Flavour options needed for plant-based product

The Alternative Butcher is on a mission to provide delicious, plant-based meat options to the world.

Following more than a year of research and experimenting, the Toronto-based start-up developed its novel meat alternative product, resulting in texture versatility equal to that of meat, with more protein than chicken, says co-founder Adrian Pascu.

With an unflavoured product, the company wanted to expand its taste offerings to provide customers with more variety. They also wanted to explore options for textures to enhance mouth-feel. The product is prepared by extrusion of a proprietary blend of plant protein flours.

“We enlisted the help of Niagara College to identify potential post-process procedures that can help us bring our product to market,” explains Pascu.

The Alternative Butcher partnered with the food scientists at the Canadian Food & Wine Institute (CFWI) Innovation Centre to develop flavour options for the meat-alternative product, as well as conduct a regulatory assessment, and create a nutrition facts table for the product label.

The research team developed six flavours, including BBQ, Honey Garlic, Teriyaki, Smokey, Italian and Sundried Tomato. “Secondly, we learned that our base product can be made into texture profiles that might be more commonly seen in the grocery store with meat,” says Pascu.

Trang Hoang (Tracy), a research assistant with Research & Innovation and an NC student in the Culinary Innovation and Food Technology program, works on The Alternative Butcher project in the CFWI Innovation Centre labs.

As a result of the texture research, The Alternative Butcher is now procuring machinery in order to scale up some of the techniques and apply them to their production process. They are currently working with co-manufacturers and short-listing flavours and textures with future prospects.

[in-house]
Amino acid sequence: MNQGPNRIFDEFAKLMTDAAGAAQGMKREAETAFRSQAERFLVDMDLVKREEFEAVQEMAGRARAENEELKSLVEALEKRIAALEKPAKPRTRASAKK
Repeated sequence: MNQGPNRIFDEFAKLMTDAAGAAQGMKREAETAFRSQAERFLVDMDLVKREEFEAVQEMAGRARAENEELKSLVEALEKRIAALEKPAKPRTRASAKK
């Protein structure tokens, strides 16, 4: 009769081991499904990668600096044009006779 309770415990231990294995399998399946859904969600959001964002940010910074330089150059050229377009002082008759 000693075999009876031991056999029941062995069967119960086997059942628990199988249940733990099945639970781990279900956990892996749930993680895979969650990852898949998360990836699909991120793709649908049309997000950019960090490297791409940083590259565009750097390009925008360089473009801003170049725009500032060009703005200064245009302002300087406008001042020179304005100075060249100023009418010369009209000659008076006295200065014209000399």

“Working with the research team at Niagara College’s Research & Innovation division was beneficial for both parties. We learned a lot about our product in ways we didn’t really think of,” Pascu. “They provided us with a different perspective and helped determine some limitations of our product.”

Some funding was provided through the National Research Council of Canada Industrial Research Assistance Program (NRC-IRAP) – Interactive Visits, which provides up to 20 hours of access to the equipment, facilities, and expertise of NC’s Technology Access Centre (TAC) – in this case, the CFWI Innovation Centre – to solve a specific business or technical challenge.

This is one example of the applied research capabilities offered by the Canadian Food & Wine Institute Innovation Centre. To learn more about the full suite of services to support industry innovation and commercialization of new products and processes, visit the website.